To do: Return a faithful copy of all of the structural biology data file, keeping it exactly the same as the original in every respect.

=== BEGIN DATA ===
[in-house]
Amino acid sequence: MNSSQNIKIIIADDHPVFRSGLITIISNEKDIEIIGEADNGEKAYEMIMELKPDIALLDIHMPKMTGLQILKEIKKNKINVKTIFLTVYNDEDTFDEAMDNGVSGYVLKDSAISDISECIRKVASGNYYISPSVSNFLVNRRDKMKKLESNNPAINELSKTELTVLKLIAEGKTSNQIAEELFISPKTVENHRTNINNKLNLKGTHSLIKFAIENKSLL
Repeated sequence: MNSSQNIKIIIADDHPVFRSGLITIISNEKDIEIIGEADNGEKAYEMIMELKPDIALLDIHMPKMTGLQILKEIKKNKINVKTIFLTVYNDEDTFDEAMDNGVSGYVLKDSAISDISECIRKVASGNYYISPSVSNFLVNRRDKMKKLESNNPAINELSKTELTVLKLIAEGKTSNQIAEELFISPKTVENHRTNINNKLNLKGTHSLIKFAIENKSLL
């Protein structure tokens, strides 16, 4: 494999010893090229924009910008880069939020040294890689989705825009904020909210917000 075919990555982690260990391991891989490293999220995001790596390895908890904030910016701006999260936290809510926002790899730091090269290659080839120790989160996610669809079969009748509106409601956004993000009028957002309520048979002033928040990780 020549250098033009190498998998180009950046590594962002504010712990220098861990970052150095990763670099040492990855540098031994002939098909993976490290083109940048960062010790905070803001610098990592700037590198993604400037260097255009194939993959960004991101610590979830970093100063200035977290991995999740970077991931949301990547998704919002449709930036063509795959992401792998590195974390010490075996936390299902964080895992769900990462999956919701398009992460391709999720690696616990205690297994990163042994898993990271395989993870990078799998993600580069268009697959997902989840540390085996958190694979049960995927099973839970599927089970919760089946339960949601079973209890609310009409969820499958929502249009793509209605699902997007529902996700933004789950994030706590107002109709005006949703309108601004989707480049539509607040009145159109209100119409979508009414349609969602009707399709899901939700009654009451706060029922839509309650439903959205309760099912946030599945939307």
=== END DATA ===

[in-house]
Amino acid sequence: MNSSQNIKIIIADDHPVFRSGLITIISNEKDIEIIGEADNGEKAYEMIMELKPDIALLDIHMPKMTGLQILKEIKKNKINVKTIFLTVYNDEDTFDEAMDNGVSGYVLKDSAISDISECIRKVASGNYYISPSVSNFLVNRRDKMKKLESNNPAINELSKTELTVLKLIAEGKTSNQIAEELFISPKTVENHRTNINNKLNLKGTHSLIKFAIENKSLL
Repeated sequence: MNSSQNIKIIIADDHPVFRSGLITIISNEKDIEIIGEADNGEKAYEMIMELKPDIALLDIHMPKMTGLQILKEIKKNKINVKTIFLTVYNDEDTFDEAMDNGVSGYVLKDSAISDISECIRKVASGNYYISPSVSNFLVNRRDKMKKLESNNPAINELSKTELTVLKLIAEGKTSNQIAEELFISPKTVENHRTNINNKLNLKGTHSLIKFAIENKSLL
């Protein structure tokens, strides 16, 4: 494999010893090229924009910008880069939020040294890689989705825009904020909210917000 075919990555982690260990391991891989490293999220995001790596390895908890904030910016701006999260936290809510926002790899730091090269290659080839120790989160996610669809079969009748509106409601956004993000009028957002309520048979002033928040990780 020549250098033009190498998998180009950046590594962002504010712990220098861990970052150095990763670099040492990855540098031994002939098909993976490290083109940048960062010790905070803001610098990592700037590198993604400037260097255009194939993959960004991101610590979830970093100063200035977290991995999740970077991931949301990547998704919002449709930036063509795959992401792998590195974390010490075996936390299902964080895992769900990462999956919701398009992460391709999720690696616990205690297994990163042994898993990271395989993870990078799998993600580069268009697959997902989840540390085996958190694979049960995927099973839970599927089970919760089946339960949601079973209890609310009409969820499958929502249009793509209605699902997007529902996700933004789950994030706590107002109709005006949703309108601004989707480049539509607040009145159109209100119409979508009414349609969602009707399709899901939700009654009451706060029922839509309650439903959205309760099912946030599945939307």